And you definitely would be totally screwed if you lied on it, electrical engies almost always eventually end up getting TS clearance and failing the poly would end your career

1 Like

With no criminal or financial problems and your intent to never use again because of your future career, I’d say you probably have a good chance of getting the clearance. You’re going to get an interview with an investigator who is going to discuss this stuff with you. Express to him or her what you’ve expressed here.

1 Like

Is hiring a consultant who deals with clearances a worthwhile investment? I’m not sure how much they cost and where to find the right one for me. I don’t have much money since I just started. I’m pretty sure the drug usage is my only problem.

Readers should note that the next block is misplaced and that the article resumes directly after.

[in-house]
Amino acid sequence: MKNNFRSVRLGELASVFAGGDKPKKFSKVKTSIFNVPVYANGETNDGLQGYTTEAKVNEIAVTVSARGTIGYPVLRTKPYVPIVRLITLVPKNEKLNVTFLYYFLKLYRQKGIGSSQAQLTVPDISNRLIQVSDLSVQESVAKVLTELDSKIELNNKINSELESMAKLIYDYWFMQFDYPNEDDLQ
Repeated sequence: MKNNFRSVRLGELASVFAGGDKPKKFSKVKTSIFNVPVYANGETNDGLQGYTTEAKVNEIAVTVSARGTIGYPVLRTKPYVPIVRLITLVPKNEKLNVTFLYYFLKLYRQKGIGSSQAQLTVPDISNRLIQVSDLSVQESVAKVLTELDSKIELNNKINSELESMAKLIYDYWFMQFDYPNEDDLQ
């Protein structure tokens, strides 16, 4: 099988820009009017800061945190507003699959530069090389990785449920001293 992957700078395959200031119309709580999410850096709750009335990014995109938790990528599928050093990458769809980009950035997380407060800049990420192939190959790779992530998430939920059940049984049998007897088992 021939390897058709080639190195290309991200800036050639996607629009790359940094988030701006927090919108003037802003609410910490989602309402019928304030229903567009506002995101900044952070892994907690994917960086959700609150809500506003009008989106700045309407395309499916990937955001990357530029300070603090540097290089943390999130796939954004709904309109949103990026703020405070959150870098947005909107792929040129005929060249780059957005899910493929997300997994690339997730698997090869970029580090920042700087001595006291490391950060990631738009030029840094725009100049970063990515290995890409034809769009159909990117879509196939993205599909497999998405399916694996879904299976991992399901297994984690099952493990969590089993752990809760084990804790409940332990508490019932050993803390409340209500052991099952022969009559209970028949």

If you used 2 years prior to your application, and was denied interim, this is most certainly terrible for me :sweat:. I’m just hoping I can work as long as possible without a clearance at this point. I have a project that spans until the end of December so I hope it will clear up by then.

There is nothing that an attorney can do for you at this point in time. If you get a statement of reasons intending to deny your clearance eligibility then you might consider legal advice, but even then they really cannot influence the powers that be to change their mind about giving you a clearance. They are more for providing advice on what and how to submit information in an appeal that would mitigate the issues.

1 Like